In this first chapter, Diamond introduces us to how frontiers, travel and trade is viewed in traditional societies. Contrary to our globalized “flat” world -according to the famous metaphor by Thomas Friedman- traditional societies arrange themselves as tiny nations with strict frontiers. People is divided clearly into friends, enemies and strangers, and being a stranger in a foreign land is a direct invitation to natives to kill you.

Following the insights he used in Guns, Germs and Steel, the author discusses what makes a frontier and a territory more or less strict, and found that it depends on four conditions: a population large enough that can have some individuals specialized in guarding frontiers, a productive, stable and predictable territory to find basic resources, valuable resources that are worth to die defending them, and a rather constant group membership. If those conditions fail we tend to see less fixed and dramatic borders. However, even in those territories we don’t see free movement of people and goods, but mostly tiny nations separated by “informal mutual avoidance”.

This implies that traditional societies tend to know very little about the world beyond those boundaries. If you are in danger of being killed by simply trespassing the lands of an unfriendly or strange community, then you don’t move much, and your view of the world is a very local one.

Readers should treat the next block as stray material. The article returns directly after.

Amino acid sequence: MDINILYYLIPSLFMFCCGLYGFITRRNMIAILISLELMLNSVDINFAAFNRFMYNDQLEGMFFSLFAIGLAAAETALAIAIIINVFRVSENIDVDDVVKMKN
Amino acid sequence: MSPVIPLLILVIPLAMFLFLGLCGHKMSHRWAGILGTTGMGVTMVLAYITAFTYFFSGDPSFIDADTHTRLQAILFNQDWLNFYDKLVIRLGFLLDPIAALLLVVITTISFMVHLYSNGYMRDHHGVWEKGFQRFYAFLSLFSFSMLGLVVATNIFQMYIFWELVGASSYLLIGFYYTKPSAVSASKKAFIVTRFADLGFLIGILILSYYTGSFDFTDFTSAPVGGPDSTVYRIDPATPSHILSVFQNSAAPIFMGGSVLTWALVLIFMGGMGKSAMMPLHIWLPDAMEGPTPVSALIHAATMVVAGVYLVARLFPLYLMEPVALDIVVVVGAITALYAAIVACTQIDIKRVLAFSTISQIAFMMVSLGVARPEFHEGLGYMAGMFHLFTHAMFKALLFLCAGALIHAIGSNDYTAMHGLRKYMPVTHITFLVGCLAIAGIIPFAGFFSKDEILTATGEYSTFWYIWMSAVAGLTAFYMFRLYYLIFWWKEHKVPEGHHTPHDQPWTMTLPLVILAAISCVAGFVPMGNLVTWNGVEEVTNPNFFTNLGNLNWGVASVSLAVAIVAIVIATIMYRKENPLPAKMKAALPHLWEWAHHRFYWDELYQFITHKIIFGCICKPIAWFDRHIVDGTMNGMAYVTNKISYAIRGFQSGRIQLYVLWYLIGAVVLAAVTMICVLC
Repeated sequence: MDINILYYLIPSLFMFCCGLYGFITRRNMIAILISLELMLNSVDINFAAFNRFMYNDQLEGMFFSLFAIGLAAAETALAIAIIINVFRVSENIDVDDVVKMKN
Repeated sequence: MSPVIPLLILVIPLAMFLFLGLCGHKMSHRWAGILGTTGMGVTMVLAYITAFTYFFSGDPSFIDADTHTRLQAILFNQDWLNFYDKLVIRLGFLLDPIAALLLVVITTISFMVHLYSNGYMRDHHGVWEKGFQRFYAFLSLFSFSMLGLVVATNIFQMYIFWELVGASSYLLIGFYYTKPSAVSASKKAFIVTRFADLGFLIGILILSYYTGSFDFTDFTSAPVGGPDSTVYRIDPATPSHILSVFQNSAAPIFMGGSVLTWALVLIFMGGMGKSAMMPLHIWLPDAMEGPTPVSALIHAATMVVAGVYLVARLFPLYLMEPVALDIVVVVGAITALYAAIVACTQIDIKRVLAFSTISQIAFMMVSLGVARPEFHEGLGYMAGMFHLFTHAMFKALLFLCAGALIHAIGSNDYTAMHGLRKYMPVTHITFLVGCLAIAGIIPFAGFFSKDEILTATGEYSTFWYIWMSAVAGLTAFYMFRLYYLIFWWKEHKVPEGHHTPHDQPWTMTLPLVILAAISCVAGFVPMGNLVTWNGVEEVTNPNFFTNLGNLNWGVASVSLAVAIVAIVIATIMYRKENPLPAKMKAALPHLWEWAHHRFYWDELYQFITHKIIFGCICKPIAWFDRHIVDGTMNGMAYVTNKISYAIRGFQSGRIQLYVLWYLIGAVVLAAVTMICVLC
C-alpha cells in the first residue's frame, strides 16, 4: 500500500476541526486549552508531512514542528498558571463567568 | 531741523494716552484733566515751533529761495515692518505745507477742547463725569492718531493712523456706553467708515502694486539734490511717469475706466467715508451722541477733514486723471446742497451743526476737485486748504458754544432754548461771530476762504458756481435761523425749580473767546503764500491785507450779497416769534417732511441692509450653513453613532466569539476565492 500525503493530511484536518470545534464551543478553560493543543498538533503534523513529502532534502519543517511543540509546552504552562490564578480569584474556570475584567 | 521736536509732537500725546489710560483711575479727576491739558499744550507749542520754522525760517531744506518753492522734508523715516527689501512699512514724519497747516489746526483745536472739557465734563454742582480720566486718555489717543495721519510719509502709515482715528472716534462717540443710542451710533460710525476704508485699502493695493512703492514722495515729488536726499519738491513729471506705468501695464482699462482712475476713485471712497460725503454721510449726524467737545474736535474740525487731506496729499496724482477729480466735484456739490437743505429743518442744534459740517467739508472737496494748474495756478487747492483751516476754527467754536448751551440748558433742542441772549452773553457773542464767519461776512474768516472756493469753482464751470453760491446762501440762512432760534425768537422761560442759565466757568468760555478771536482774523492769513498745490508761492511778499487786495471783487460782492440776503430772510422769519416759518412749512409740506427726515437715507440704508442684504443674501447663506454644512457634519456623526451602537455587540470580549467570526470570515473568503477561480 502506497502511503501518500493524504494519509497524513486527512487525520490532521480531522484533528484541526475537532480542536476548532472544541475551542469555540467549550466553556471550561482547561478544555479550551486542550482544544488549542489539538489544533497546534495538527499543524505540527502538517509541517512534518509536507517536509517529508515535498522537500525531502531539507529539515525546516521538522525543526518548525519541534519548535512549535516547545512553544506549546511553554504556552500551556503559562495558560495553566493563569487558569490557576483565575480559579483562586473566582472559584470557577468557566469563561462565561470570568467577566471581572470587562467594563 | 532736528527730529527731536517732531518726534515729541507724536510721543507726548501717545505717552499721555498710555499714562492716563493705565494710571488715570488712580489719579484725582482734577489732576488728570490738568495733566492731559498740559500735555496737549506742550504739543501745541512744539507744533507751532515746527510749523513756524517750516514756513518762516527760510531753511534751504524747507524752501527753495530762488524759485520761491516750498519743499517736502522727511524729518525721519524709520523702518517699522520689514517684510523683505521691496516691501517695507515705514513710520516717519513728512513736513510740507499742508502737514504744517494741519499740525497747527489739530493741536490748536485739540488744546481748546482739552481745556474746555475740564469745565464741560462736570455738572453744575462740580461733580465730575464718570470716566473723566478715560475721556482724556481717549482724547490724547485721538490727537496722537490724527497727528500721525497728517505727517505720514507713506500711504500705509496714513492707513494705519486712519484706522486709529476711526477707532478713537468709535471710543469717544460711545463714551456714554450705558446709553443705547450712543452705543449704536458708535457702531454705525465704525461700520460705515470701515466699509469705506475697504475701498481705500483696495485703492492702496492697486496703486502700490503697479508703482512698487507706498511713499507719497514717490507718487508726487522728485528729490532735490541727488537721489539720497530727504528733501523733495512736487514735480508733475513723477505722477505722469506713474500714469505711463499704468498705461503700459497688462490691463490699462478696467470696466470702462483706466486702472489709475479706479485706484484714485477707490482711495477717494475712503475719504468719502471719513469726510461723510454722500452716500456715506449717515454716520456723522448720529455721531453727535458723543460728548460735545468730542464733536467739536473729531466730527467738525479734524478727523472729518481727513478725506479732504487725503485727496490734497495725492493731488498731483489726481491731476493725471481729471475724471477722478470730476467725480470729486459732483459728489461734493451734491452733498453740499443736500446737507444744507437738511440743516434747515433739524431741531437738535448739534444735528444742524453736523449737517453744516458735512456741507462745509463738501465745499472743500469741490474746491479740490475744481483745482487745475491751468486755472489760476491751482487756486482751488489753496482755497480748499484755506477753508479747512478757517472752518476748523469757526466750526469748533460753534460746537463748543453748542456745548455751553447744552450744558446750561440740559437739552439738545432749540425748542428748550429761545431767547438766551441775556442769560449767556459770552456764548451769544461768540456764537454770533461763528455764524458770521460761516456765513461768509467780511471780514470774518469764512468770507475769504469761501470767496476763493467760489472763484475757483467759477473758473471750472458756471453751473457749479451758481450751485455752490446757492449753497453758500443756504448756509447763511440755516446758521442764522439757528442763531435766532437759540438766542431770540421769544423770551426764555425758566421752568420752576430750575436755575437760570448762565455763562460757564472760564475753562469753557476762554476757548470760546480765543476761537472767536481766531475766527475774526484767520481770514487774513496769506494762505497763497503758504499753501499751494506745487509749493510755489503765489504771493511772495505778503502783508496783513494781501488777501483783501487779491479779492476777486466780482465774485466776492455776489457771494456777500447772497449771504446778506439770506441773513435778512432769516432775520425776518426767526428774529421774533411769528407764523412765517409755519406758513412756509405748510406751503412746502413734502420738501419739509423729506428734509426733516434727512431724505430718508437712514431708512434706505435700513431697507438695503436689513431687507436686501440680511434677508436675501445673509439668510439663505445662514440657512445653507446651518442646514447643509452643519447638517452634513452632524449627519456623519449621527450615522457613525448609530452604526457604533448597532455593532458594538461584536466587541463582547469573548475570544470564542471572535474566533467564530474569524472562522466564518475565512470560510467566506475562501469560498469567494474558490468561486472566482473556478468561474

Next, Diamond analyzes trade in traditional societies. For me, this was the most surprising part of the chapter. In traditional societies, the more common form of way of trading is not barter -as I thought, but reciprocal giving: This is a gift for you, but I expect, someday in the future, a similar type of gift.

While in some cases traditional societies negotiate explicit exchanges, and both items pass hands at the same time, in other cases one party presents a gift, and the recipient thereby incurs the obligation to provide a gift of comparable value at some unespecified time in the future (p. 65)

Other relevant differences are how you might end up getting a gift you already have -you have lots of apples already, but receive more apples from another harvester- in order to keep social peace and friendship. the non-existence of professional sellers or buyers: one sells whatever it is that one produces (vegetables, pigs, arrowheads) and only in very specific times, and a fascinating list of the different trading items that one can find in traditional societies, from salt to whale meat, as well as shells, pigs or alcohol.

The thing clearly missing in this chapter is “the learning part”: there is no explicit statements of what can we learn from traditional societies, besides the fact that how different are they from our globalized world. Maybe that is the reason: our flat world is so different from the one of traditional societies, and  money  so unavoidable that there is nothing we can really apply from traditional societies to our own lives.

So far I enjoyed the level of detail, and one can forgive small pedantic details, like when he boats about being able to speak at least one New Guinean Language, and offers the original expression they used while talking about the river people, just in case something is missed in the translation.

The World Until Yesterday. PROLOGUE: At the Airport

Following the schedule of our Reading Calendar

This prologue as any prologue is a little overview of what the book is about and why this is relevant and you should spend your time and money reading it. The general idea goes as follows: